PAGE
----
Quebec Protest Vote

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They've been talking through the night in Quebec's National Assembly debating legislation to crack down on student protestors, opposed to tuition hikes. We hear the latest on just what's unfolding for students and the economy and hear why some are giving Premier Jean Charest's move to shut the protests down a failing grade.


Today's guest host was Erica Johnson.

Part One of The Current

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It's Friday, May 18th.

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This is The Current.

Quebec Protest Vote - CBC's Quebec National Assembly reporter

For months, Quebec students have been protesting proposed tuition hikes ... blocking classrooms, marching in the streets and making as much noise as possible.

And now, Premier Jean Charest has said 'enough is enough.' Last night, his government introduced emergency legislation to crack down on the demonstrators, once and for all. The plan starts with closing down the protest hotspots.

The Charest government's emergency legislation also contains provisions to ensure that once affected classes do resume - students who want to study can get to them. Members of Quebec's National Assembly debated the plan late into the night and they are still at it.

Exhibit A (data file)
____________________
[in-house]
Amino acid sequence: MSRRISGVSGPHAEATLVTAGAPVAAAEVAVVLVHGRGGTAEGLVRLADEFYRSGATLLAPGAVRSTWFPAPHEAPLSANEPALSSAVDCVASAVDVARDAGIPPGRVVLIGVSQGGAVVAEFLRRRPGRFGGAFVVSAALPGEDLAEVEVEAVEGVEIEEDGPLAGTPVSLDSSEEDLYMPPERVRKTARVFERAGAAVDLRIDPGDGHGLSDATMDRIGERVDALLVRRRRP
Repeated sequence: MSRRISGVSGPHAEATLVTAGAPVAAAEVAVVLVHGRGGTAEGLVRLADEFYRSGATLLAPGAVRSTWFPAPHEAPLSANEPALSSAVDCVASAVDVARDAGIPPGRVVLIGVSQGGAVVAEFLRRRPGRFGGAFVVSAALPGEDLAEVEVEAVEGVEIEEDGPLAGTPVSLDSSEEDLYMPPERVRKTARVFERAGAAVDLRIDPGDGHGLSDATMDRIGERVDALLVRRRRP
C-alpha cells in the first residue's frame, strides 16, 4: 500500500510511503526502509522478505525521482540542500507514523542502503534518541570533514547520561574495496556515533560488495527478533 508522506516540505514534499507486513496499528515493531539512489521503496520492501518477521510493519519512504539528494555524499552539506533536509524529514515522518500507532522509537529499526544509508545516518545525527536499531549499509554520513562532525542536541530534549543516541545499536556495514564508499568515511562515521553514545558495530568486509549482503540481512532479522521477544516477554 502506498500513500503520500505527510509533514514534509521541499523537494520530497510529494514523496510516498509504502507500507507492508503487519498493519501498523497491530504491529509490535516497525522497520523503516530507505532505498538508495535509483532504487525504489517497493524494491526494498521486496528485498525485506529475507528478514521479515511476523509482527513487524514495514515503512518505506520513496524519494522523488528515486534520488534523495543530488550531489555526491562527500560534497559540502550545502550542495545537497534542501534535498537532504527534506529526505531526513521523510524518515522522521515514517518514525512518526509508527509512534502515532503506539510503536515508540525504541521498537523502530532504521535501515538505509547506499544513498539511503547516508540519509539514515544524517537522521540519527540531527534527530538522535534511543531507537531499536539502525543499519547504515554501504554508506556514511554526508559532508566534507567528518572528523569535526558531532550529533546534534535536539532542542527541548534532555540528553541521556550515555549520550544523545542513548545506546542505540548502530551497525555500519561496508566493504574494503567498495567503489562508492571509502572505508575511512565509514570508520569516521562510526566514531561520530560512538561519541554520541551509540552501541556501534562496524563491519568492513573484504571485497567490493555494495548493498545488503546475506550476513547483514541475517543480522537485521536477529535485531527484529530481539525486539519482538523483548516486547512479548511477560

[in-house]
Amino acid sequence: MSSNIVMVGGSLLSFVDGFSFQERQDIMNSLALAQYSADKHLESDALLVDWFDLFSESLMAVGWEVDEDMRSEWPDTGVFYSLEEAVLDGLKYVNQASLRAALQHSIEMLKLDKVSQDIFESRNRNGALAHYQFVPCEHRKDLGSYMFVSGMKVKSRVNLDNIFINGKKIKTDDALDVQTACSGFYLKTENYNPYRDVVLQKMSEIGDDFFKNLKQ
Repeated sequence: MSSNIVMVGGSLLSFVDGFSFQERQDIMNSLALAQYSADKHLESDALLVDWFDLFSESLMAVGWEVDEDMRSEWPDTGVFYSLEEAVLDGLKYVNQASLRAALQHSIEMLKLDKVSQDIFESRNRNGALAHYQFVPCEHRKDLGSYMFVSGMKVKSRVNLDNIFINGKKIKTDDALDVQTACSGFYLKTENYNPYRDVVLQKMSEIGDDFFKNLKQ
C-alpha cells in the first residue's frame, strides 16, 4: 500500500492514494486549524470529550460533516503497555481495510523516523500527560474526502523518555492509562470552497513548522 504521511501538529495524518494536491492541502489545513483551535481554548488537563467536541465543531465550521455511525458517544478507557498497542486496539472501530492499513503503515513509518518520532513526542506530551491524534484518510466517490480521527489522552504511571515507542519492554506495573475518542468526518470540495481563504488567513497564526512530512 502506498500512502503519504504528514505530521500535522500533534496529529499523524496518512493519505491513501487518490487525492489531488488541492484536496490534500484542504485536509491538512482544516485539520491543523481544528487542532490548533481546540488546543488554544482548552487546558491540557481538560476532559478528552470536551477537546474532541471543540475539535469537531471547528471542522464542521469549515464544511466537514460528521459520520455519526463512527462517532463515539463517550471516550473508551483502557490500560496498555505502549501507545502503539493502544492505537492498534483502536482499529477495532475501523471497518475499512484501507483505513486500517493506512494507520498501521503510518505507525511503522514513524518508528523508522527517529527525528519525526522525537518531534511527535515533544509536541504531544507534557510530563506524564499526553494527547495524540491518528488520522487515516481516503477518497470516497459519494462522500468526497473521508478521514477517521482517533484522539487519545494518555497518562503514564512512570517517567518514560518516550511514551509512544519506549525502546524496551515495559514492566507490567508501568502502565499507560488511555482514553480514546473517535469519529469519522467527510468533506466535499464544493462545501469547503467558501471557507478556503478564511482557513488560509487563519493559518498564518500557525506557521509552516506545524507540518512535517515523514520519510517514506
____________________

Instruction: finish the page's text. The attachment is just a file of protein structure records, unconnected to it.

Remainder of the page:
Tim Duboyce is the CBC's Quebec National Assembly reporter. He was in Quebec City.

We asked him about how this move by Premier Charest is playing with the public. Well, CBC Radio Noon in Montreal went directly to the public yesterday, hosting a call-in to get listener thoughts on what's happening in Quebec City right now. We aired a clip with what some of those listeners had to say.

Quebec Protest Vote - Fédération étudiante collégiale du Québec (FECQ)

Our next guest has been following this legislation closely. Leo Bureau-Blouin is the president of the Fédération étudiante collégiale du Québec (FECQ) - one of three main student groups involved in the protests. And we reached him in Quebec City.

Quebec Protest Vote - Quebec Federation of Chambers of Commerce

A recent poll by Leger Marketing shows that as the protests continue, support for the tuition hikes goes up. Former Premier Lucien Bouchard and a number of other prominent Quebeckers wrote an open letter in support of the tuition hikes and urged the people of the province to support the government.

Francoise Bertrand is one of the signatories of that open letter. She is the President and CEO of the Quebec Federation of Chambers of Commerce. We reached her in Montreal this morning.

This segment was produced by The Current's Lara O'Brien, Kathleen Goldhar and Montreal Network Producer, Susan McKenzie.


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